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Classics: Easter Special

By Megan Powell, Hannah Spruce, Michael Calder and Dani Basina


With Easter just around the corner, the classic literature team have decided to devote this issue to all things Easter! There may not be so many classic novels that are overtly about Easter, so we have decided to explore examples that are linked to themes surrounding Easter. These themes could include religion, spring, rebirth and nature, to name a few. Here are some of our favourite pieces of classic literature which celebrate Easter through these themes.


Lord of The Flies by William Golding


William Golding’s Lord of the Flies follows a group of British schoolboys who try to adapt to life on an isolated island with disastrous consequences. Although not implicitly religious, the novel can be read as an allegorical discourse of society and civilisation. Questions of morality and power are central to the novel with the two opposing factions, headed by Jack and Ralph. As the order is dismantled, the group begins to adopt cult-like qualities as they are led further from the memories of a civilised society. The character of Simon is presented as the innocent moral pillar amongst this chaos, and his death highlights the extent of the boys’ mania and the complete loss of control and innocence. The novel explores ideas of rebuilding and new beginnings but also signifies the sacrifices which must be made in order to achieve them. Similarly, the relationship between the natural world and humanity is also important, as the island is a paradise when the boys arrive, untouched by the corruptions of civilization, however, when they are rescued the island is consumed by flames and must rebuild itself from nothing.


Faust by Johann Wolfgang von Goethe


However negatively Faust can be interpreted as a literary work, there is no question about whether to include it in this feature. Easter appears as a prominent theme in a few ways. We find Faust as a great academic in many disciplines, however, there is sorrow and frustration in his soul. He believes human understanding is limiting his mind and accomplishments. He has set himself a new goal – to master magic. It is Easter eve, and Faust is alone in his study. There is a vial of poison in his hands, and he is uncertain as to what to do. Suddenly, a singing choir and the sound of bells announcing Easter break the tension, stopping Faust from doing the unthinkable. Even though he is sceptical about their meaning, hearing the bells fills him with the hope of rebirth. Easter here can be seen as bringing the idea of eternal life and resurrection. Considering the plot, Easter is also viewed as Faust's chance for something new.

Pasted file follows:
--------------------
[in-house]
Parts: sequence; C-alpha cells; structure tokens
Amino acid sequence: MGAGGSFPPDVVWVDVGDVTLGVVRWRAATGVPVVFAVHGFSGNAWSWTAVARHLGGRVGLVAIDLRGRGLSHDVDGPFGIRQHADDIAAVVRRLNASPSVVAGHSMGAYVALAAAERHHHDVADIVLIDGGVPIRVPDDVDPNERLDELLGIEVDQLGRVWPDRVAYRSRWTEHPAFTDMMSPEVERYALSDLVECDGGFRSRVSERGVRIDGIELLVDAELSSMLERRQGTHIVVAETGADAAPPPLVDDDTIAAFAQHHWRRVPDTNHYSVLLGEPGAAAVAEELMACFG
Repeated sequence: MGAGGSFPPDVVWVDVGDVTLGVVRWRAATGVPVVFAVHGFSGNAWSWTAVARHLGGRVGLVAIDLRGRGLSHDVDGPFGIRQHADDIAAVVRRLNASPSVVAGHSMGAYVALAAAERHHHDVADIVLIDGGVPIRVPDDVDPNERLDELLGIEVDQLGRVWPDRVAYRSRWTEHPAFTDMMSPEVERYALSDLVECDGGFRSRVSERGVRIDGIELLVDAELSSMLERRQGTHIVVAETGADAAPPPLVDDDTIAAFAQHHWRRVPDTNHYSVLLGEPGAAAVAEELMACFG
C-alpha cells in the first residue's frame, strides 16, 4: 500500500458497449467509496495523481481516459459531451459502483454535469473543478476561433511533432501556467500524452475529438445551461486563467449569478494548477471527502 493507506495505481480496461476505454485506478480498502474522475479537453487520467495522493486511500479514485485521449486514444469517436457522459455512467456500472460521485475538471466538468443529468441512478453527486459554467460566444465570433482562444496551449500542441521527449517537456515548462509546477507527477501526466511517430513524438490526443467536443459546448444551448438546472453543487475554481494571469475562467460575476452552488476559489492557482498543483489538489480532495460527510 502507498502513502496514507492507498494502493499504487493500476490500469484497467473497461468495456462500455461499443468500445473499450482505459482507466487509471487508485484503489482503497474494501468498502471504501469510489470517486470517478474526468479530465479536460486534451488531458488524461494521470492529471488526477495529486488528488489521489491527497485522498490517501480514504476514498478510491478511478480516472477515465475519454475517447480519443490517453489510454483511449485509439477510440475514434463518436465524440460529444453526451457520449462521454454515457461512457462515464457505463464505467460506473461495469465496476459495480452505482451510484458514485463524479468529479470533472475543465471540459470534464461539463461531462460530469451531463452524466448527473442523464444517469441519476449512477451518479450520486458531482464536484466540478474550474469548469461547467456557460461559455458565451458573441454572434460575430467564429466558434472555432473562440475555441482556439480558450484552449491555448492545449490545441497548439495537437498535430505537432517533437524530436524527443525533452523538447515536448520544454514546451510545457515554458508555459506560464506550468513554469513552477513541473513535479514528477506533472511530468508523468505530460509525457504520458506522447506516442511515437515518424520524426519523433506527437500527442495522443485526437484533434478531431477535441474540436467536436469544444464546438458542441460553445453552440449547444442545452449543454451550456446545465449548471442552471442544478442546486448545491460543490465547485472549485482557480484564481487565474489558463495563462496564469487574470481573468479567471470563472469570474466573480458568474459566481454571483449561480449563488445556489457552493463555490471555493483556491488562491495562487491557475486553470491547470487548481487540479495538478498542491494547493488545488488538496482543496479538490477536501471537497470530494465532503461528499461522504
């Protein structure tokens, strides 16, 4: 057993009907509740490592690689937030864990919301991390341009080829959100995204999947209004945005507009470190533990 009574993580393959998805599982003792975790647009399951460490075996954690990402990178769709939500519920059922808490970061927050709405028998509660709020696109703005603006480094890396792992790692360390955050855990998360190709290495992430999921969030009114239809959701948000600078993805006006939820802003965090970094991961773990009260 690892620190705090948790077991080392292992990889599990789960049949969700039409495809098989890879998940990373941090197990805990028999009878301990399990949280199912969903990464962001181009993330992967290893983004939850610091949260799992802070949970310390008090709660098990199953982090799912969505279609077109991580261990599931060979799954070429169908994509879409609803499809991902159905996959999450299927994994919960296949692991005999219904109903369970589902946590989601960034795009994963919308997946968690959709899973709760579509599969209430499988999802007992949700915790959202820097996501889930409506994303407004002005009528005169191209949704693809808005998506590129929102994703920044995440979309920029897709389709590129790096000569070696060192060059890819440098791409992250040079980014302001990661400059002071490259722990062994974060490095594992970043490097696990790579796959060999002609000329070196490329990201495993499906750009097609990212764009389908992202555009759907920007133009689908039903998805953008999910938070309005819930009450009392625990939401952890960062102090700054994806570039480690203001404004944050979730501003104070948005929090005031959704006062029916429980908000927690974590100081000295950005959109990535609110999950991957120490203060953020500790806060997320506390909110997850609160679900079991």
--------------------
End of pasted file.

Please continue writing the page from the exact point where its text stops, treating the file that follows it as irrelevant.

The Tale of Peter Rabbit by Beatrix Potter


When thinking of what to read to celebrate Easter, the works of Beatrix Potter came to mind, most notably that of The Tale of Peter Rabbit. Published in 1901, this children’s story possesses many qualities that are synonymous with Easter, alongside exquisite illustrations throughout the cautionary tale. Mrs. Rabbit warns her bunnies not to enter Mr McGregor’s vegetable garden as doing so might lead to the same consequences that their father experienced – ending up in Mrs McGregor’s rabbit pie! This admonishment stirs Peter Rabbit to disobey and enter the garden, where he fills up on many vegetables making it difficult to escape when he is spotted by Mr McGregor. During a chase around the garden, Peter loses his clothes and eventually escapes under a gate and makes it back home. Mrs Rabbit is angry at Peter for his mischief and Mr McGregor uses Peter’s clothes as a scarecrow heeding a constant warning. This family-favourite tale includes bright imagery and furry friends to capture the essence of Easter. It is without a doubt that Flopsy, Mopsy, Cottontail and Peter are the vision of spring and perfect to read to children over the Easter holiday, as this story not only includes spectacular illustrations but also contains an imperative message of what could happen if rules are not followed.


Moby Dick by Herman Melville


Over the centuries, the Easter holiday has become affiliated with an array of cultural connotations: chocolate, rabbits, eggs, parades and celebrations. However, the biblical story of Easter draws on a variety of thematic notions, which are similarly connected with the concept of spring and natural order, such as redemption, new beginnings and rebirth. Similar concepts have been cemented throughout the literary canon. In Herman Melville’s celebrated novel, Moby Dick, the biblical associations and rebirth of Ishmael deliver vital symbolic importance when concluding the novel. However, reincarnation does not come easily, and biblical suffering and sacrifice displace any notion of a happy ending. During the novel’s closing chapters, the whaling vessel, thePequod, comes under siege by its quarry and is completely decimated. The crew are dispersed and greeted by icy, sinking deaths. The only survivor of the Pequod’s voyage, Ishmael, does so by floating on the coffin of his crewmate, Queequeg. He is symbolically perched upon his own death and the death of his peers, before being reborn when rescued.

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